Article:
Beebe teacher receives DAR classroom grant

Carol Rolf/Contributing Writer Published August 13, 2017 at 12:00 a.m.
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Carol Rolf

Searcy Mayor David Morris, fourth from left, presents a key to the city of Searcy to Dave Sanderson, third from left, prior to the United Way of White County Kickoff Dinner on Aug. 3. Representing the United Way of White County at the ceremony are James Horton, from left, campaign chairman; Kristen Richardson, campaign co-chairman; Pat Downs, executive director; and Donny Gray, president.

— When Gail Vaden arrived at the Beebe Schools Auditorium on Monday morning for the annual Welcome Back to School meeting for faculty and staff, little did she know she would be called down to the front for recognition.

Vaden, 61, was recognized as the Arkansas recipient of a 2017 Helen Pouch Memorial Fund Classroom Grant from the National Junior Membership Committee of the National Society Daughters of the American Revolution. One $500 grant was awarded to a classroom teacher in each state.

“I was surprised,” said Vaden, who teaches fifth-grade social studies and literacy at Beebe Middle School. “I had thought about it a few times, but I know when you apply for grants, you just have to wait and see.”

Jayne Spears of Beebe, Beebe School District receptionist and honorary regent of the Major Jacob Gray DAR chapter in Jacksonville, had made an announcement to teachers in the Beebe School District in March about the availability of the national grant. The Major Jacob Gray DAR chapter sponsored Vaden’s application.

“Gail Vaden is an amazing teacher,” Spears said. “She had just been named Beebe Schools Educator of the Year by the Beebe Chamber of Commerce when I sent out the word about the grant program. It was so difficult not to tell her about her winning the $500. It was so special to make the announcement in front of her co-workers.”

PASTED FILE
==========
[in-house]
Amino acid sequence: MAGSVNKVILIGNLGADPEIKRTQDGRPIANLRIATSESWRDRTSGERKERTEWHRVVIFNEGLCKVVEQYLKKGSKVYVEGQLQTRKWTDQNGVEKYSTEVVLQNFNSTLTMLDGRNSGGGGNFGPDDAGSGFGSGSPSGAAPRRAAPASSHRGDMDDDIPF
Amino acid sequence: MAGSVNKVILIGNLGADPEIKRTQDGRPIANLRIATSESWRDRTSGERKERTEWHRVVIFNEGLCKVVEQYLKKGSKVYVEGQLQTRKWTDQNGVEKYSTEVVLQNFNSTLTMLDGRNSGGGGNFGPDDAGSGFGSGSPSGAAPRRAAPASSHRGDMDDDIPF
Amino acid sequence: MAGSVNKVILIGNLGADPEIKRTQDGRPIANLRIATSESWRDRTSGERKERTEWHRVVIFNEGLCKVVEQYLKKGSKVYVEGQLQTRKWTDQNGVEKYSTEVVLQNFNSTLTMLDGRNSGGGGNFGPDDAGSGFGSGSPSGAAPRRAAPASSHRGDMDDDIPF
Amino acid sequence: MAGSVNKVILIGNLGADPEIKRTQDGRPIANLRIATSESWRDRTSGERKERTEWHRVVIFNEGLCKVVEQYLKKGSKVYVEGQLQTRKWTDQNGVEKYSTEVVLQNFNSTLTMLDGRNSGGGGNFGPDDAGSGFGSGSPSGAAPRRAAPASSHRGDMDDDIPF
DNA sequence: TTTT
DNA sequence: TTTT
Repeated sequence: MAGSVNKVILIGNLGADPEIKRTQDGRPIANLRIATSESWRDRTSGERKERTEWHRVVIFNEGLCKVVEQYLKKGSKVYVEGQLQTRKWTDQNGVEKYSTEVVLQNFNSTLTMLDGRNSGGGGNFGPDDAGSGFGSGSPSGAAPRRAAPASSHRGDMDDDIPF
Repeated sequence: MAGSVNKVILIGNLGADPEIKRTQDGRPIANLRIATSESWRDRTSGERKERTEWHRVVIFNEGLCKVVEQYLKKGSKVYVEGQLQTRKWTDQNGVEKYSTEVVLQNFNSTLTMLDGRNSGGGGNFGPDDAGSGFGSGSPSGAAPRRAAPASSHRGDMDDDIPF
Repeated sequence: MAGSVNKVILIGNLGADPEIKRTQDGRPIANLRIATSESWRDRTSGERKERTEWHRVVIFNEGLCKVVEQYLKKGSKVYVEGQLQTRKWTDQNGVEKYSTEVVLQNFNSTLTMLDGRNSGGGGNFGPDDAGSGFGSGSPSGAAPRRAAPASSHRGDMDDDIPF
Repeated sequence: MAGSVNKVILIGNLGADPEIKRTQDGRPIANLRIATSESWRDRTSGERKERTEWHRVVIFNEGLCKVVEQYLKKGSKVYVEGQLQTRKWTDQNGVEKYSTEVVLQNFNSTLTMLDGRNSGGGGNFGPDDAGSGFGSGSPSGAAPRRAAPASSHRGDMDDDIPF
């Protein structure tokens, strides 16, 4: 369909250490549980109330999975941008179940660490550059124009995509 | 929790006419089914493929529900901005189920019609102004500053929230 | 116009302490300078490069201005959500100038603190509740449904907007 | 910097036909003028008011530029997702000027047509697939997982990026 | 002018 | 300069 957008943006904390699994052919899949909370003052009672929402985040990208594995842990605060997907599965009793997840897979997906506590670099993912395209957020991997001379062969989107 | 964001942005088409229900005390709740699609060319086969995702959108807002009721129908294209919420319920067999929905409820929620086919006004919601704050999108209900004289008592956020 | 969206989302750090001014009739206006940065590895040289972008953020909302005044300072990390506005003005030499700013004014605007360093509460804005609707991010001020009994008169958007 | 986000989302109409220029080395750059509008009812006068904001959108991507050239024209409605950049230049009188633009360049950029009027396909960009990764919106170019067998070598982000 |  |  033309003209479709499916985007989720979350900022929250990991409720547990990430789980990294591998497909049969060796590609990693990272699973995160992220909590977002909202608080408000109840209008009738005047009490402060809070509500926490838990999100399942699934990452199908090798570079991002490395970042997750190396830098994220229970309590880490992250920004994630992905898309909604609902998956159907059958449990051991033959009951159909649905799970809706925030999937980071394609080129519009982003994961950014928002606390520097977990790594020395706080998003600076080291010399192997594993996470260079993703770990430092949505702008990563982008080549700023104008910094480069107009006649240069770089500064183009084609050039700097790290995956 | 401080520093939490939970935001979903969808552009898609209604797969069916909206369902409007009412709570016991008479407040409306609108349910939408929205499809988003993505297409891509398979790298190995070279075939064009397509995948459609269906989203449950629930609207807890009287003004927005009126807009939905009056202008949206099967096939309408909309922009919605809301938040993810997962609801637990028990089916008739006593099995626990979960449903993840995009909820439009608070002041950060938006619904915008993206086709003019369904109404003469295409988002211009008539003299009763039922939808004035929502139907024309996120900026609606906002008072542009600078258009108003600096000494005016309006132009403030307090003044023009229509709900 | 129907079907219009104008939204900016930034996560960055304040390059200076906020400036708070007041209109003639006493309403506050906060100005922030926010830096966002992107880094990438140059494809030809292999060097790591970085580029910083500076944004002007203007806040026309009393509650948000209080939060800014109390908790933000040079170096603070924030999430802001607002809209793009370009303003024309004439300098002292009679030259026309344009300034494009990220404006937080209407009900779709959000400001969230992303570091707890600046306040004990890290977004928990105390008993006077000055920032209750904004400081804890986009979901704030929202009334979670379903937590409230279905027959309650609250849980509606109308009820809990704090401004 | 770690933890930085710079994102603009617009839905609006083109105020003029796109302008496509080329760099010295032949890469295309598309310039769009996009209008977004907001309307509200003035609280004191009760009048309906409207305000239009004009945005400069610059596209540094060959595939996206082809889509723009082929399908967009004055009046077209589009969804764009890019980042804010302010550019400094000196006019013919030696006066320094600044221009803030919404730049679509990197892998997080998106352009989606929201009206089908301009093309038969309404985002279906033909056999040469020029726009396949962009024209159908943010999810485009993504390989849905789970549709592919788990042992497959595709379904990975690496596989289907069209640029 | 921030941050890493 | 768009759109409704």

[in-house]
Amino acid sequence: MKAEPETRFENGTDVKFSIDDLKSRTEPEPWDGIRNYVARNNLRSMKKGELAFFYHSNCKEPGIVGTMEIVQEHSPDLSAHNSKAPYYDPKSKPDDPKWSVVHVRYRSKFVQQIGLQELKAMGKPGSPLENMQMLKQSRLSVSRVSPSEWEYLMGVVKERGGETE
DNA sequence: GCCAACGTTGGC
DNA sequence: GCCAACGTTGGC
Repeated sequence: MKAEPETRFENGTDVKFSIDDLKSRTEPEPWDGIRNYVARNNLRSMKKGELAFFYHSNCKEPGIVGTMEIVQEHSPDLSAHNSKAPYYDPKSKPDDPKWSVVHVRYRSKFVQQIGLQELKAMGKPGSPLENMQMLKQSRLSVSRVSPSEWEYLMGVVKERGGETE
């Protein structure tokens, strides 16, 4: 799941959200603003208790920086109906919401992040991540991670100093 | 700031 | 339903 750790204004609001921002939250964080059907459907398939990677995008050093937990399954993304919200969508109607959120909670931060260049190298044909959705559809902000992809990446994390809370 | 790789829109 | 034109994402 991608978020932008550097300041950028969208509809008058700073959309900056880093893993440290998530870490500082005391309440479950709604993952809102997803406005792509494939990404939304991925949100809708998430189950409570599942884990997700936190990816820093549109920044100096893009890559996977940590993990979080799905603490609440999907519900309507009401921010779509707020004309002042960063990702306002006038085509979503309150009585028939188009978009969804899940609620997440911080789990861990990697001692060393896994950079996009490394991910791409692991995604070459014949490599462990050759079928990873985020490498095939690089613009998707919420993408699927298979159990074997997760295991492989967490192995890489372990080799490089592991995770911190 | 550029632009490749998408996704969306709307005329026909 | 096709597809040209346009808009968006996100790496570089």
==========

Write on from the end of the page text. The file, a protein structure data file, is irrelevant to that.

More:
Jerrie Townsend of Stuttgart, Arkansas DAR state regent, was among DAR representatives gathered to present Vaden with the award.

“We are so proud of Gail Vaden and the proposal she submitted,” Townsend said. “The Helen Pouch Memorial Fund Classroom Grant Award program honors teachers and their hard work in the classroom furthering the education of our students.”

Townsend said grant applicants must be teachers in kindergarten through the 12th grade and be sponsored by a local DAR chapter.

Townsend said proposed projects for the grant must directly benefit students in the classroom. She said funds may be used for supplies and educational programs, but the applicant must detail how these items will help to further the educational goals of the DAR.

Vaden plans to use the grant money to purchase biographies of famous Revolutionary War-era Americans. She said the students will use these biographies to read history “critically and create legitimate argument essays based on the books.”

“Students have shown immense interest in the Revolutionary War this school year, particularly when challenged to design argument essays on the patriot vs. loyalist [issue],” Vaden said.